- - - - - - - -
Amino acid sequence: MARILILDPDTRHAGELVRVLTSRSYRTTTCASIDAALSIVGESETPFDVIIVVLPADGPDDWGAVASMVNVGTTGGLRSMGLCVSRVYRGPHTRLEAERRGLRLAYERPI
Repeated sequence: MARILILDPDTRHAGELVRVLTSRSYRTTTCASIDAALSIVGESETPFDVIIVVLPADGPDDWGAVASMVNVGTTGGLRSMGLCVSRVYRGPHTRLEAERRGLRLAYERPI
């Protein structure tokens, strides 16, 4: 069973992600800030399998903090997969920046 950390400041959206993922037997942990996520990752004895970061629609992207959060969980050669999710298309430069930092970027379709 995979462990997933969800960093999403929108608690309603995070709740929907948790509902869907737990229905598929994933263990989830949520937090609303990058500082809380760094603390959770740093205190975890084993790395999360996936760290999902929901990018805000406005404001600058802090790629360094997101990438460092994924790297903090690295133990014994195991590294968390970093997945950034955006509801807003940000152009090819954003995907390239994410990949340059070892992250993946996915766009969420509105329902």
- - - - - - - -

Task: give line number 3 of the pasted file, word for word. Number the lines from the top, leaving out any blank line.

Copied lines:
């Protein structure tokens, strides 16, 4: 069973992600800030399998903090997969920046 950390400041959206993922037997942990996520990752004895970061629609992207959060969980050669999710298309430069930092970027379709 995979462990997933969800960093999403929108608690309603995070709740929907948790509902869907737990229905598929994933263990989830949520937090609303990058500082809380760094603390959770740093205190975890084993790395999360996936760290999902929901990018805000406005404001600058802090790629360094997101990438460092994924790297903090690295133990014994195991590294968390970093997945950034955006509801807003940000152009090819954003995907390239994410990949340059070892992250993946996915766009969420509105329902």